As we open it up and pour, we find roasty smoky malts, with hops lingering a little in the mouth. No carbonation to speak of (I was expecting at least some) but it’s very much a classic porter.

Oldmoor Lodge, Nuthall, January 2017

For the third Thursday in a row, we find ourselves at the pub. At least this week it’s a different pub to the last two weeks 🙂

A familiar story though. Just like the last trips out, another opportunity to catch up with friends presented itself, so we hopped up the M1 for three stops and into this Brewers Fayre establishment (after navigating the weirdness of the A610/A6002 roundabout).

We found our large group at the back of the pub, grabbed a table and then I headed off to the bar to order. One of the saddest pub sights greeted me upon arrival. Two hand pumps, with no pump clips, and consequently no beer.

A pub with no beer. That is not a pub.

At least there was food available. I ordered the dish described on the menu as “chicken garlic chicken”, a chicken breast coated in breadcrumbs, brushed with garlic butter and served with chips, a fried egg and a lightly dressed salad garnish.

Which came first? The chicken or the egg? Well, in this example they both came at the same time. Classic pub grub, simple and tasty. The salad garnish was really just a garnish, a bit more would not have gone amiss.

Mrs MOFAD opted for the smothered chicken, known pretty much everywhere else as hunter’s chicken, your usual chicken breast “smothered” in BBQ sauce, topped with bacon and melted Cheddar cheese, served with chips, coleslaw, garlic bread and a lightly dressed salad garnish (again). Also good standard pub grub.

But no beer. Poor show Brewers Fayre. It’s not like it’s New Year’s Day and there hasn’t been a delivery.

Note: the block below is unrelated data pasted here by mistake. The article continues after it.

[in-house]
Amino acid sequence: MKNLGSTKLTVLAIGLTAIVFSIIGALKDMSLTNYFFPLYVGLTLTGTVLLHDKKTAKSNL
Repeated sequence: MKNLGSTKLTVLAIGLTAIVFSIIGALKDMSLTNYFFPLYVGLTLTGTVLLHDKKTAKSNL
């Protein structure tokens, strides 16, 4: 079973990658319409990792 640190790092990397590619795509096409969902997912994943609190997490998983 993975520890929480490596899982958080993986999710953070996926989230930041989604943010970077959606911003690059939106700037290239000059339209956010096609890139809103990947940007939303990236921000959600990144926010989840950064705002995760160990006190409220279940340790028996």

#RainbowProject16 – beer #3 – violet – Royal Ale

Another quick Rainbow Project review. I’ve been savouring my way through the box, rather than guzzling them all down in a day or two.

Violet is often associated as the color of nobility so Partizan looked at a few royal or coronation ales from 1953 which were quite varied but essentially barley wine-esque for the most part. To add an extra degree of nobility they boosted the sugar content with some riesling grape juice, riesling being a grape associated with noble rot.

Noble rot is the beneficial form of a grey fungus, Botrytis cinerea, affecting wine grapes. Grapes typically become infected with Botrytis when they are ripe. If they are then exposed to drier conditions and become partially raisined, this form of infection is known as noble rot. Grapes when picked at a certain point during infestation can produce particularly fine and concentrated sweet wines.

This one was an interesting oddity:-


Absolutely no carbonation. Sour, bitter and the riesling comes through quite pleasingly. But it doesn’t quite work as a beer.

Wild Weather Storm in a Teacup Earl Grey IPA